Zanzibar comprises the Zanzibar Archipelago in the Indian Ocean, off the coast of the mainland, and consists of numerous small islands and two large ones: Unguja (the main island, informally referred to as Zanzibar), and Pemba Island.
Arab and Portuguese traders visited the region in early times, and it was controlled by Omanis in the 18th and 19th centuries. Britain established a protectorate (1890) that became an independent sultanate in December 1963 and a republic after an uprising in January 1964. In April 1964 it joined Tanganyika to form a new republic that was renamed Tanzania in October 1964.
The capital of Zanzibar, located on the island of Unguja, is Zanzibar City, and its historic centre, known as Stone Town, is a World Heritage Site.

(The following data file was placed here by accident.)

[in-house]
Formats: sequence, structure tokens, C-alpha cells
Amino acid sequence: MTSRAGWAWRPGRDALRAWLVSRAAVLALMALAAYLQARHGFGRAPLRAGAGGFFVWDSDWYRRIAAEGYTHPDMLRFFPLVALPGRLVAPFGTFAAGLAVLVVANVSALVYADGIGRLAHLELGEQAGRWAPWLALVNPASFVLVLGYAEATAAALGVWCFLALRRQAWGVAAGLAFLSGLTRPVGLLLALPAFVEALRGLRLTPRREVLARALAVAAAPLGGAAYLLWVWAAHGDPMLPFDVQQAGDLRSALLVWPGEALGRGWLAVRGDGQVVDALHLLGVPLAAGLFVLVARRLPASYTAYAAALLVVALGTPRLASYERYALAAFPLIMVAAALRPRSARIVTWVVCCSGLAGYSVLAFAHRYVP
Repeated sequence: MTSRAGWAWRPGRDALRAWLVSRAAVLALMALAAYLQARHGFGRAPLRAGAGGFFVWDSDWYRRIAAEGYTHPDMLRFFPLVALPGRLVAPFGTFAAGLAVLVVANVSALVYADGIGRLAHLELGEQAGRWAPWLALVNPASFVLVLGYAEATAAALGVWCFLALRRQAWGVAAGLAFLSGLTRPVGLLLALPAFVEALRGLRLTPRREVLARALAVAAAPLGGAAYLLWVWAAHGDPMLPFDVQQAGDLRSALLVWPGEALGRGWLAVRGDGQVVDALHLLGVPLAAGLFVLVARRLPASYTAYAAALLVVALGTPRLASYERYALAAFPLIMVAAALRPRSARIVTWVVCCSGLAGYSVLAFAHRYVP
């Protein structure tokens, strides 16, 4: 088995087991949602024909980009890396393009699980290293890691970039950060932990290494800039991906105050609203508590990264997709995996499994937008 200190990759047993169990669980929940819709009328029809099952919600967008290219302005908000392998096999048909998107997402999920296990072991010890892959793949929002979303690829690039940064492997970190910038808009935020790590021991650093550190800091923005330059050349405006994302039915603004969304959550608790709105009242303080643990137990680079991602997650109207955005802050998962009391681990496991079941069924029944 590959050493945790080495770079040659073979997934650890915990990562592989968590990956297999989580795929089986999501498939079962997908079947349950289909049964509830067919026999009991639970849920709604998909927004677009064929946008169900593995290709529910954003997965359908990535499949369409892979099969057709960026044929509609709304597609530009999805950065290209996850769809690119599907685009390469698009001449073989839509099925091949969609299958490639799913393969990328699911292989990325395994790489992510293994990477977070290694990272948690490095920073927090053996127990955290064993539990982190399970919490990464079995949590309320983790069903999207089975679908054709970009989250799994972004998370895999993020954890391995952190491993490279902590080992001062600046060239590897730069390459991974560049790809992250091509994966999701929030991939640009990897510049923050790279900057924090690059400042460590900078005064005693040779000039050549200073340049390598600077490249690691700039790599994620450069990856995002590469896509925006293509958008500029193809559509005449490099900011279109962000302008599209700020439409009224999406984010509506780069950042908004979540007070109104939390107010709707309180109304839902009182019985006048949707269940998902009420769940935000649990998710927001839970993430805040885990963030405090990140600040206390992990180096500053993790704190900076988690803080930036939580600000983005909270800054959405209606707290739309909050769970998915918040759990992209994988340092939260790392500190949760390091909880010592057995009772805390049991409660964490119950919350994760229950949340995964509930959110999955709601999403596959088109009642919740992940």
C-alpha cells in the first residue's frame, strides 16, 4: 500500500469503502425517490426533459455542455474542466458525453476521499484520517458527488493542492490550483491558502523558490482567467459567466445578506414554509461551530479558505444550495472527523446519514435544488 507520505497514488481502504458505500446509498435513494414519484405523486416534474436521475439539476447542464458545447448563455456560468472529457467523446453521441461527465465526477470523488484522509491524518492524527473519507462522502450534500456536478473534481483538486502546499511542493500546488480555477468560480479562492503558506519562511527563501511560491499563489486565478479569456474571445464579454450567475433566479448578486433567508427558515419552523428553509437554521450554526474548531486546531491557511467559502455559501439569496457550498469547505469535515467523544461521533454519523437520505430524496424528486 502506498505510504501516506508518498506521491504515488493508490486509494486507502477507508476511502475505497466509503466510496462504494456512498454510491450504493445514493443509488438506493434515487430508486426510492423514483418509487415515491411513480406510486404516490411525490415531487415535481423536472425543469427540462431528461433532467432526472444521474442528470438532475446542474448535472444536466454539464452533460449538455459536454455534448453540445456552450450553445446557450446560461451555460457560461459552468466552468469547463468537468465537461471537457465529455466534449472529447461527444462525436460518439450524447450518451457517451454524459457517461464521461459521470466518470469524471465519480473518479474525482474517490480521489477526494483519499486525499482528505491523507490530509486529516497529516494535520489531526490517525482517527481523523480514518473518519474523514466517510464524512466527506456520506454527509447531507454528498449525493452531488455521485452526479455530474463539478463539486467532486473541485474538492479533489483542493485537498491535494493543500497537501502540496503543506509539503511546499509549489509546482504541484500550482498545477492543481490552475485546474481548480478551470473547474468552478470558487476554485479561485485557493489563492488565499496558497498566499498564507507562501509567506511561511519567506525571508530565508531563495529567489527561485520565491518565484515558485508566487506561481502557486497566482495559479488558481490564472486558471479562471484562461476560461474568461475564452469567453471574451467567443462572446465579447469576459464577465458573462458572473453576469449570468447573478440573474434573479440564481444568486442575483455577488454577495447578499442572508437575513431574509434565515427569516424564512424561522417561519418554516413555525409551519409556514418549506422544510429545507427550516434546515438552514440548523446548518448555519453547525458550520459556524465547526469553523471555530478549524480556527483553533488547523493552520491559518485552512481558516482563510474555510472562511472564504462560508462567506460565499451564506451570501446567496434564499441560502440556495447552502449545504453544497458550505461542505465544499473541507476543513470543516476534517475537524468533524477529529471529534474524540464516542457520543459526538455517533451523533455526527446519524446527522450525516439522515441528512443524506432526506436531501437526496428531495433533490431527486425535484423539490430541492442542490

Zanzibar's main industry are spices, raffia, and tourism. In particular, the islands produce cloves, nutmeg, cinnamon and black pepper. For this reason, the islands, together with Tanzania's Mafia Island, are sometimes called the Spice Islands.
Zanzibar's ecology is of note for being the home of the Zanzibar Red Colobus and the (possibly extinct) Zanzibar Leopard.